Breathing Time is the latest suit-and-tie drama by Beau Willimon, who adapted House of Cards for Netflix and wrote Farragut North (which inspired the Ryan Gosling starrer The Ides of March), but this one is sweeter but less impactful. Produced by Off Broadway’s Fault Line Theatre, the show opens on a generic corporate setting in downtown Manhattan in the early aughts you can tell by the boxy computer on one of the desks. Mike (Lee Dolson), a straitlaced banker, and his overgrown frat boy officemate Jack (Craig Wesley Divino) bro out in the first hour of the workday before their morning coffee kicks in, talking about their families, planning money-making ventures, and ogling a hot new employee (Whitney Conkling).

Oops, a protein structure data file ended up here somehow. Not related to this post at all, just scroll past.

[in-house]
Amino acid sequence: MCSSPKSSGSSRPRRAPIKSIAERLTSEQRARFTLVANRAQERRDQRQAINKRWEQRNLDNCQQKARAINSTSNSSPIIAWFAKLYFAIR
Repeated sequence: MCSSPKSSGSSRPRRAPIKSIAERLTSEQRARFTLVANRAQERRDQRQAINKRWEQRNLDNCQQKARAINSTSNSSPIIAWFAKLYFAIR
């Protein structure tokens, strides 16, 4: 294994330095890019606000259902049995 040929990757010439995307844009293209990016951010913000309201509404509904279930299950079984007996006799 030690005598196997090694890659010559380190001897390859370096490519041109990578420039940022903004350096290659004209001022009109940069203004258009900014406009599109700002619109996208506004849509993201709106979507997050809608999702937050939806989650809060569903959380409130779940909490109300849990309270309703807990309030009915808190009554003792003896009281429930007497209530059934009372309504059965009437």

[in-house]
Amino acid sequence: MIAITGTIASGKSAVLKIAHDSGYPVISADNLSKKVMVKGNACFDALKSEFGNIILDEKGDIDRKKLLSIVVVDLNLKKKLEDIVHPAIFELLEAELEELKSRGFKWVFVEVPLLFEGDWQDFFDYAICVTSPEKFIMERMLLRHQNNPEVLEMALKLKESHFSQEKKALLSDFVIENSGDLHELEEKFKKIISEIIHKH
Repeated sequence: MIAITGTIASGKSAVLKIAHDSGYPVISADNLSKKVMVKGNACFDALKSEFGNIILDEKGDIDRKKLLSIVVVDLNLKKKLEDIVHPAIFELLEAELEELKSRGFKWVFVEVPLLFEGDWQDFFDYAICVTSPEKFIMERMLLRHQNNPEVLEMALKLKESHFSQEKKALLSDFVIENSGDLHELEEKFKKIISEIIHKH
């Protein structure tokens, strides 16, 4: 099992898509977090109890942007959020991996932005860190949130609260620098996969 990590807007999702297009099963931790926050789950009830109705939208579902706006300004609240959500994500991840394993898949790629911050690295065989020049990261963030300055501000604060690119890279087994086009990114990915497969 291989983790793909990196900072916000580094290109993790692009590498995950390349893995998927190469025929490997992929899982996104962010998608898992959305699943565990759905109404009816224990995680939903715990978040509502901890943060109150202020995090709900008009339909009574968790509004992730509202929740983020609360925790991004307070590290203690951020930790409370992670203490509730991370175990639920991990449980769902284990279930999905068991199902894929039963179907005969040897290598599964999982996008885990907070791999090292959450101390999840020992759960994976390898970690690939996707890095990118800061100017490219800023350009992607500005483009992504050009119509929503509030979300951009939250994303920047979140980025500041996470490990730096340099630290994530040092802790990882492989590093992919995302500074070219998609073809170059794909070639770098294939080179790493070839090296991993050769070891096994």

At the play’s midway point, a major twist lends tragic significance to what otherwise feels like an ordinary weekday morning (although you can see the twist long before it hits). Then we skip to three weeks later in a nearby restaurant, where Mike’s wife (Molly Thomas) and Jack’s sister (Shannon Marie Sullivan) meet for the first time.
There are some excellent moments in the play, including a monologue in which Jack tells a defining story from his childhood in two ways first funny, then heartbreaking and shows Mike that he’s not just a Wall Street douchebag. But Breathing Time feels mostly forgettable, like an early-career script Willimon found in a drawer and dusted off. It’s a competent little play about people struggling to connect, but Willimon is way more fun when he’s depicting people trying to destroy each other. B